Richard Feldman’s “Reasonable Religious Disagreements” launched debates about the epistemic significance of disagreement that have been a dominant point of discussion in epistemology as of late. While most of these debates have been concerned with disagreement more generally, Feldman’s original focus was religious disagreement, and John Pittard returns the focus to religious disagreement in Disagreement, Deference, and Religious Commitment … [please read below the rest of the article].
Matheson, Jonathan. 2020: “Debating the Significance of Disagreement: A Review of John Pittard’s Disagreement, Deference, and Religious Commitment.” Social Epistemology Review and Reply Collective 9 (7): 36-44. https://wp.me/p1Bfg0-5dK.
🔹 The PDF of the article gives specific page numbers.
Disagreement, Deference, and Religious Commitment
Oxford University Press, 2020.
Richard Feldman’s “Reasonable Religious Disagreements” launched debates about the epistemic significance of disagreement that have been a dominant point of discussion in epistemology as of late. While most of these debates have been concerned with disagreement more generally, Feldman’s original focus was religious disagreement, and John Pittard returns the focus to religious disagreement in Disagreement, Deference, and Religious Commitment. Pittard’s book delves deeply into debates about the significance of disagreement with a foot in both epistemology and philosophy of religion. It is the first book to look at these issues as they are being addressed within each of these sub-disciplines and is sure to be a significant contribution to the debates in both sub-fields.
The book is divided into two sections. In the first section (chapters 1-5), Pittard makes his case for weak conciliationism—the view that while significant conciliation is called for in standard disagreement cases, it can be rational to remain steadfast in deep disagreements (like religious disagreements). In the second section of the book (chapters 6 and 7), Pittard examines the implications that strong conciliationism (the view that disagreement calls for significant conciliation across the board) has for religious commitment, and argues that there are more significant costs for religious commitment than there are typically thought to be.
Pittard argues that strong conciliationism not only has it religious belief is irrational, it also makes religious commitment non-rational. In doing so, Pittard seeks to carve away any middle option for strong conciliationists who wish to maintain some kind of rational religious commitment. This starker contrast is meant to provide greater support for weak conciliationism. In what follows, I will give a brief description of each chapter and proceed to raise some critical concerns.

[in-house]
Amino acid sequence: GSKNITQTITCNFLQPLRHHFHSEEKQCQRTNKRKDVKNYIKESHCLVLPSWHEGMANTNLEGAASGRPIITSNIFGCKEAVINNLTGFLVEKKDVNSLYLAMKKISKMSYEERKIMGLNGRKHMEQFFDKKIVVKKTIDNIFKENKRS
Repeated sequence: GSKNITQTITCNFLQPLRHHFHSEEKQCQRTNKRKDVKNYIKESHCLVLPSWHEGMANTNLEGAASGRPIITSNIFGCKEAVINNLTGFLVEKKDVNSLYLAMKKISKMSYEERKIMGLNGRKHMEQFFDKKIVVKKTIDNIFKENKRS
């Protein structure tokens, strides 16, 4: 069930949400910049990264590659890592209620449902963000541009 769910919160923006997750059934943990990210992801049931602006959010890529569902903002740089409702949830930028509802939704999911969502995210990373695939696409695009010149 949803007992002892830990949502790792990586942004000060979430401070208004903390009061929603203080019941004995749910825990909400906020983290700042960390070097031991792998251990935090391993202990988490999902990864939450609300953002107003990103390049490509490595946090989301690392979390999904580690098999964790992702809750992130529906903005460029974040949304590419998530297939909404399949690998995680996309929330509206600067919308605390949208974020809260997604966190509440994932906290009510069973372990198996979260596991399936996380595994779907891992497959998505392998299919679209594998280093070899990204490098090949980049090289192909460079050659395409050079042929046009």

In Chapter 1, Pittard lays out the master argument that is the backdrop of the book:
S’s religious outlook is justified only if S has justification for believing that most of her religious beliefs are the result of a reliable process.
In light of S’s knowledge of systematic religious disagreement, S should believe that the processes that (otherwise) epistemically qualified people rely on to form their religious beliefs are, taken as a whole, very unreliable.
S lacks justification for believing that her process of religious belief formation is significantly more reliable than the collective reliability of the processes that (otherwise) epistemically qualified people use to form religious beliefs.
If (2) and (3), then S lacks justification for believing that most of her religious beliefs are the result of a reliable process.
Thus, S lacks justification for believing that most of her beliefs are the result of a reliable process (2, 3, 4).
Therefore, S’s religious outlook is not justified (1, 5) (Pittard, 19).
Pittard identifies premise (3) as the argument’s critical premise and focuses almost all of his discussion on this premise. Pittard dubs (3) ‘Equal Estimated Reliability’, where
EQUAL ESTIMATED RELIABILITY: S lacks justification for believing SUPERIOR.
SUPERIOR: S’s process of religious belief formation is significantly more reliable than the collective reliability of the processes that (otherwise) epistemically qualified people use to form religious beliefs (28).
In discussing the motivation for (3), Pittard identifies what he sees as three central commitments of the defender of (3):
INTERNAL REASONS CONSTRAINT: S has justification for believing SUPERIOR only if S has good internal (accessible) reasons for believing SUPERIOR (35).
AGENT IMPARTIALITY CONSTRAINT: S has good internal reasons for believing SUPERIOR only if S has a good agent-neutral internal reason for believing SUPERIOR (38).